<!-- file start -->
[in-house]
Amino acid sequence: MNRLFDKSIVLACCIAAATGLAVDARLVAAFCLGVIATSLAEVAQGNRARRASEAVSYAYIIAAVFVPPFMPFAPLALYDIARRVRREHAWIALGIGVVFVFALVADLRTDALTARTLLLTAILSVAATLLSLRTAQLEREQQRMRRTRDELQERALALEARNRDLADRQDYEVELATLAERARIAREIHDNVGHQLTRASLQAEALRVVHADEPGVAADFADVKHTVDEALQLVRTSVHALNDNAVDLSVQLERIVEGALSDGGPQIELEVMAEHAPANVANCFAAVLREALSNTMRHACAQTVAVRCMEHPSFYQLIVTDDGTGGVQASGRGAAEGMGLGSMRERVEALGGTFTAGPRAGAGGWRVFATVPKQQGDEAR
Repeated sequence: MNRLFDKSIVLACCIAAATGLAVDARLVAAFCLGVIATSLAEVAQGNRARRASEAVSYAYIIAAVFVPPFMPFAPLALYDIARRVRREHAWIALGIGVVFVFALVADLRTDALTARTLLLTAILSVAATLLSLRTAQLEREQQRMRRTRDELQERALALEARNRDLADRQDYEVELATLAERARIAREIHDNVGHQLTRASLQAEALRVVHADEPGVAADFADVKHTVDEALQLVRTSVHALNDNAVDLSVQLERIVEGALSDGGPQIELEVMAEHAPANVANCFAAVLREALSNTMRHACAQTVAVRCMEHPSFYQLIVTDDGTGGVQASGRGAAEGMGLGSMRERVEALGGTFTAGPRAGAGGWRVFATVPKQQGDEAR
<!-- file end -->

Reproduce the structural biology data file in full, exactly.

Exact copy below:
[in-house]
Amino acid sequence: MNRLFDKSIVLACCIAAATGLAVDARLVAAFCLGVIATSLAEVAQGNRARRASEAVSYAYIIAAVFVPPFMPFAPLALYDIARRVRREHAWIALGIGVVFVFALVADLRTDALTARTLLLTAILSVAATLLSLRTAQLEREQQRMRRTRDELQERALALEARNRDLADRQDYEVELATLAERARIAREIHDNVGHQLTRASLQAEALRVVHADEPGVAADFADVKHTVDEALQLVRTSVHALNDNAVDLSVQLERIVEGALSDGGPQIELEVMAEHAPANVANCFAAVLREALSNTMRHACAQTVAVRCMEHPSFYQLIVTDDGTGGVQASGRGAAEGMGLGSMRERVEALGGTFTAGPRAGAGGWRVFATVPKQQGDEAR
Repeated sequence: MNRLFDKSIVLACCIAAATGLAVDARLVAAFCLGVIATSLAEVAQGNRARRASEAVSYAYIIAAVFVPPFMPFAPLALYDIARRVRREHAWIALGIGVVFVFALVADLRTDALTARTLLLTAILSVAATLLSLRTAQLEREQQRMRRTRDELQERALALEARNRDLADRQDYEVELATLAERARIAREIHDNVGHQLTRASLQAEALRVVHADEPGVAADFADVKHTVDEALQLVRTSVHALNDNAVDLSVQLERIVEGALSDGGPQIELEVMAEHAPANVANCFAAVLREALSNTMRHACAQTVAVRCMEHPSFYQLIVTDDGTGGVQASGRGAAEGMGLGSMRERVEALGGTFTAGPRAGAGGWRVFATVPKQQGDEAR